Even as we emerge from the grips of the past year and enter a promising period of rejuvenation, the need for self-care is strong as ever. And ideas for how to practice it are plentiful, from exercise to rest, creative expression to meditation. For those looking to create care rituals around introspection, tarot can be a guide—and Pratt has a rich history of contributors to the form.

“I don’t consider the tarot a fortune-telling oracle, although it can sketch out scenarios of future possibilities,” says Jody Boginski Barbessi, BFA Drawing ’82, a longtime tarot artist. “Tarot is more like therapy. The cards help you see things in a way your everyday brain doesn’t normally see or consider them. Tarot strikes a nice balance between being introspective and objective.”

Barbessi has been designing tarot decks for 21 years, starting as a graphic designer and illustrator for US Games Systems, the publisher of specialty playing cards including the iconic Rider-Waite-Smith tarot deck illustrated by fellow Pratt alumna Pamela Colman Smith in 1909 (cards from which are pictured above and at bottom). Barbessi’s most recent is Inversion Tarot, the black-and-white deck shown below. As she worked on her first deck designs, Barbessi learned tarot by immersion, attending evening classes at the Tarot School in midtown Manhattan and then simply launching into giving readings, discovering the cards’ uncanny ability to elucidate life’s mysteries.

Between the Major Arcana and the four suits of the Minor Arcana, a tarot deck covers everything,” Barbessi says, adding that she wrote in a booklet for her recent Apprentice Tarot Deck: “Tarot cards are visual interpretations of both practical and esoteric realities. They represent aspects of human experience that have been with us for many generations. That’s why they ‘work!’”

Black and white tarot cards spread across a glittery black cloth

Amelia Rose, BFA Communications Design (Illustration) ’13, often consults her cards for outside perspective on life’s dilemmas, and last year turned to designing a tarot deck as a creative diversion amid all that was happening. She and collaborator Lindsey Millen, a graphic designer and branding expert, were inspired by another outlet in the maelstrom—a very relatable form of self-care, escaping into the heightened drama of a reality television series along with friends.

“We didn’t know whether to laugh or cry when we realized watching the weekly episodes of The Bachelorette were the only thing giving us life,” Rose says. “We decided to channel the small spark of joie-de-vivre we had remaining into a fun project, and thus the Final Rose Tarot was born.” 

Rose and Millen dove into the project, researching, illustrating, and designing the 78 cards of the tarot in six months. The imagery draws on the spectacle of the reality-dating-show universe, balancing high drama and humor.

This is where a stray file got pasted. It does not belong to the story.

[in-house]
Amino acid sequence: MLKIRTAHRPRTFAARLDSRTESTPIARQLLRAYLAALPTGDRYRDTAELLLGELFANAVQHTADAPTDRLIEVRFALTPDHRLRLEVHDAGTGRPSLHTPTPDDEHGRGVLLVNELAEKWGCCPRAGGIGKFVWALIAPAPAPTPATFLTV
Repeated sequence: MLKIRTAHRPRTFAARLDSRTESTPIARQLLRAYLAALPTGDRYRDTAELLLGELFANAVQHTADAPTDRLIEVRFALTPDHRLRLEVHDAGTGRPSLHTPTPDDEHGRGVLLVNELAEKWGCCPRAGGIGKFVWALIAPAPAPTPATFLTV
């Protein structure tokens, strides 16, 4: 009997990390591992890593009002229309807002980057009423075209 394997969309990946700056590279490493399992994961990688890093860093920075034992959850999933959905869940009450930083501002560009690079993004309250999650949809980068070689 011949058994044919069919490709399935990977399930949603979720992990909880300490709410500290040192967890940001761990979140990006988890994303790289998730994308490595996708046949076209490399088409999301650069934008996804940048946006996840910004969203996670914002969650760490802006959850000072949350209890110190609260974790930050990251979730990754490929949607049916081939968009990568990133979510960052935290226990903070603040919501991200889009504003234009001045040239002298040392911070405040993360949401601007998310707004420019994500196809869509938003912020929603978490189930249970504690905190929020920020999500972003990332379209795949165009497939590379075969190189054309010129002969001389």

Using the tropes from the show, we’ve been able to create archetypes that not only relate to real life, but also contain a healthy dose of silliness,” Rose remarks. “I hope this deck can bring a lighthearted perspective to any everyday problems, while also encouraging the reader to see themselves as the protagonist in their own journey!”

A hand touches one of three cards in a tarot spread, featuring the world, the star, and the moon

Expanding on the deck as a problem-solving tool, the Black School, an arts education organization cofounded by Joseph A. Cuillier III, MFA Communications Design ’13, broadens the tarot’s reach from the personal to the collective. 

The Black School Process Deck guides its readers in thinking about community care, art, and change making in novel ways, reflecting the organization’s mission to use “art to propose radical alternatives to the current systems of injustices.” Educators, artists, and activists can work constructively with the cards and a project outline to reflect, imagine, and plan new actions toward a just future. 

Whatever path a reader might be searching, whether it’s how to activate a community, how to tend to their heart, or where to focus their studies, beginners to tarot might benefit from learning as they go, and especially as the world continues to open and reconnect, sharing the practice with others.

“The best thing I learned at the Tarot School was to jump right in!” says Barbessi. “Do readings for other people—no matter how inexperienced you are—as often as you can. It really is the best way to learn.”